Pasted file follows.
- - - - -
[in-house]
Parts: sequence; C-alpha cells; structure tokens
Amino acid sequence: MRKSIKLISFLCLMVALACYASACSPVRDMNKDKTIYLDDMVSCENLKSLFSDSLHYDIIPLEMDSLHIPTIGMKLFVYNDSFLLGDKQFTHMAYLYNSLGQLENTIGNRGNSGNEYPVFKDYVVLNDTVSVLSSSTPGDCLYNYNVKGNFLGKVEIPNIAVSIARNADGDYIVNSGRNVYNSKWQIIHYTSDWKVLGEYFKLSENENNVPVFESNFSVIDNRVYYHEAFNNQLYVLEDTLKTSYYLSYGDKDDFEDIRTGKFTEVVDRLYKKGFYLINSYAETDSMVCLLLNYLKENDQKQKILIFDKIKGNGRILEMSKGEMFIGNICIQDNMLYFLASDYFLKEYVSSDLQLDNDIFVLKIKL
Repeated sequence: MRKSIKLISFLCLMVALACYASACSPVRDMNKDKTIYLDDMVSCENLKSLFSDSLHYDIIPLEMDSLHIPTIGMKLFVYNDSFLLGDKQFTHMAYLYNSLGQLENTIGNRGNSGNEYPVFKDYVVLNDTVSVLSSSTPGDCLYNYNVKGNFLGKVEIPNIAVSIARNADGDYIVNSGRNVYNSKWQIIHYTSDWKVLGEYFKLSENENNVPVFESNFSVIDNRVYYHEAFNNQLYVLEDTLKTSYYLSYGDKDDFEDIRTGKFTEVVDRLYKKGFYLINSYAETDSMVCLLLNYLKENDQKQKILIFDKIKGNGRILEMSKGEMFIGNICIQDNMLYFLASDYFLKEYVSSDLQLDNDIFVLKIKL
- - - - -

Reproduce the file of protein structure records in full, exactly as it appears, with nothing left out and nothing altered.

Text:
[in-house]
Parts: sequence; C-alpha cells; structure tokens
Amino acid sequence: MRKSIKLISFLCLMVALACYASACSPVRDMNKDKTIYLDDMVSCENLKSLFSDSLHYDIIPLEMDSLHIPTIGMKLFVYNDSFLLGDKQFTHMAYLYNSLGQLENTIGNRGNSGNEYPVFKDYVVLNDTVSVLSSSTPGDCLYNYNVKGNFLGKVEIPNIAVSIARNADGDYIVNSGRNVYNSKWQIIHYTSDWKVLGEYFKLSENENNVPVFESNFSVIDNRVYYHEAFNNQLYVLEDTLKTSYYLSYGDKDDFEDIRTGKFTEVVDRLYKKGFYLINSYAETDSMVCLLLNYLKENDQKQKILIFDKIKGNGRILEMSKGEMFIGNICIQDNMLYFLASDYFLKEYVSSDLQLDNDIFVLKIKL
Repeated sequence: MRKSIKLISFLCLMVALACYASACSPVRDMNKDKTIYLDDMVSCENLKSLFSDSLHYDIIPLEMDSLHIPTIGMKLFVYNDSFLLGDKQFTHMAYLYNSLGQLENTIGNRGNSGNEYPVFKDYVVLNDTVSVLSSSTPGDCLYNYNVKGNFLGKVEIPNIAVSIARNADGDYIVNSGRNVYNSKWQIIHYTSDWKVLGEYFKLSENENNVPVFESNFSVIDNRVYYHEAFNNQLYVLEDTLKTSYYLSYGDKDDFEDIRTGKFTEVVDRLYKKGFYLINSYAETDSMVCLLLNYLKENDQKQKILIFDKIKGNGRILEMSKGEMFIGNICIQDNMLYFLASDYFLKEYVSSDLQLDNDIFVLKIKL